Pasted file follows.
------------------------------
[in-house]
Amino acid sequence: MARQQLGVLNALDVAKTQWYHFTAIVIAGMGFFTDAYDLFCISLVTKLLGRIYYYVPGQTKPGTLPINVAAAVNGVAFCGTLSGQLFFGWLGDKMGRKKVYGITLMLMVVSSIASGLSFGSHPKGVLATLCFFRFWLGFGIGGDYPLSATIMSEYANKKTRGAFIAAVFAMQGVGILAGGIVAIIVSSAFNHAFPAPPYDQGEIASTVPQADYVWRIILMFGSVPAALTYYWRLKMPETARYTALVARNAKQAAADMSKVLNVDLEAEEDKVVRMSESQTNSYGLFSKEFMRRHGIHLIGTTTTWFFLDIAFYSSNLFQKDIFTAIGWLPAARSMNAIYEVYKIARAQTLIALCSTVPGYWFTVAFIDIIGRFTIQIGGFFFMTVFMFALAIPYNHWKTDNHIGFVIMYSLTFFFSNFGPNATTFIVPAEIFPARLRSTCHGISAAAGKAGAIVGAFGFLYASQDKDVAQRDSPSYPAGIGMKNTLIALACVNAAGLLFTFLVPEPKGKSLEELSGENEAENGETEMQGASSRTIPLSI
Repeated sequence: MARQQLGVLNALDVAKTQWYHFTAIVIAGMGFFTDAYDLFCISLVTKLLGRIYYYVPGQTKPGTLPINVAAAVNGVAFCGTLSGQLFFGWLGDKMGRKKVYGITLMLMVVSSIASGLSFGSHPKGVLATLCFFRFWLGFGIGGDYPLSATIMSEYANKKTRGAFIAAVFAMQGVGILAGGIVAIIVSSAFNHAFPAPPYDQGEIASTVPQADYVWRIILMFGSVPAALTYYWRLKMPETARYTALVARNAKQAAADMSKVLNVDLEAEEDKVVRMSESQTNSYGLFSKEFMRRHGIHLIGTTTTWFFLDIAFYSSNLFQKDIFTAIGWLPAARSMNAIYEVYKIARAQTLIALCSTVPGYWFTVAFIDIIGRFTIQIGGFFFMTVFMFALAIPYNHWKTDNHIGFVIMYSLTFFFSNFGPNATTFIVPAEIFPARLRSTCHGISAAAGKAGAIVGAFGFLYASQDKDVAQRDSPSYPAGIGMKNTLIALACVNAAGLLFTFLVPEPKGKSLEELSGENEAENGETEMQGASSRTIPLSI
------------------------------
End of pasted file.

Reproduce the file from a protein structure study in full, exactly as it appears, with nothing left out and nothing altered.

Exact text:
[in-house]
Amino acid sequence: MARQQLGVLNALDVAKTQWYHFTAIVIAGMGFFTDAYDLFCISLVTKLLGRIYYYVPGQTKPGTLPINVAAAVNGVAFCGTLSGQLFFGWLGDKMGRKKVYGITLMLMVVSSIASGLSFGSHPKGVLATLCFFRFWLGFGIGGDYPLSATIMSEYANKKTRGAFIAAVFAMQGVGILAGGIVAIIVSSAFNHAFPAPPYDQGEIASTVPQADYVWRIILMFGSVPAALTYYWRLKMPETARYTALVARNAKQAAADMSKVLNVDLEAEEDKVVRMSESQTNSYGLFSKEFMRRHGIHLIGTTTTWFFLDIAFYSSNLFQKDIFTAIGWLPAARSMNAIYEVYKIARAQTLIALCSTVPGYWFTVAFIDIIGRFTIQIGGFFFMTVFMFALAIPYNHWKTDNHIGFVIMYSLTFFFSNFGPNATTFIVPAEIFPARLRSTCHGISAAAGKAGAIVGAFGFLYASQDKDVAQRDSPSYPAGIGMKNTLIALACVNAAGLLFTFLVPEPKGKSLEELSGENEAENGETEMQGASSRTIPLSI
Repeated sequence: MARQQLGVLNALDVAKTQWYHFTAIVIAGMGFFTDAYDLFCISLVTKLLGRIYYYVPGQTKPGTLPINVAAAVNGVAFCGTLSGQLFFGWLGDKMGRKKVYGITLMLMVVSSIASGLSFGSHPKGVLATLCFFRFWLGFGIGGDYPLSATIMSEYANKKTRGAFIAAVFAMQGVGILAGGIVAIIVSSAFNHAFPAPPYDQGEIASTVPQADYVWRIILMFGSVPAALTYYWRLKMPETARYTALVARNAKQAAADMSKVLNVDLEAEEDKVVRMSESQTNSYGLFSKEFMRRHGIHLIGTTTTWFFLDIAFYSSNLFQKDIFTAIGWLPAARSMNAIYEVYKIARAQTLIALCSTVPGYWFTVAFIDIIGRFTIQIGGFFFMTVFMFALAIPYNHWKTDNHIGFVIMYSLTFFFSNFGPNATTFIVPAEIFPARLRSTCHGISAAAGKAGAIVGAFGFLYASQDKDVAQRDSPSYPAGIGMKNTLIALACVNAAGLLFTFLVPEPKGKSLEELSGENEAENGETEMQGASSRTIPLSI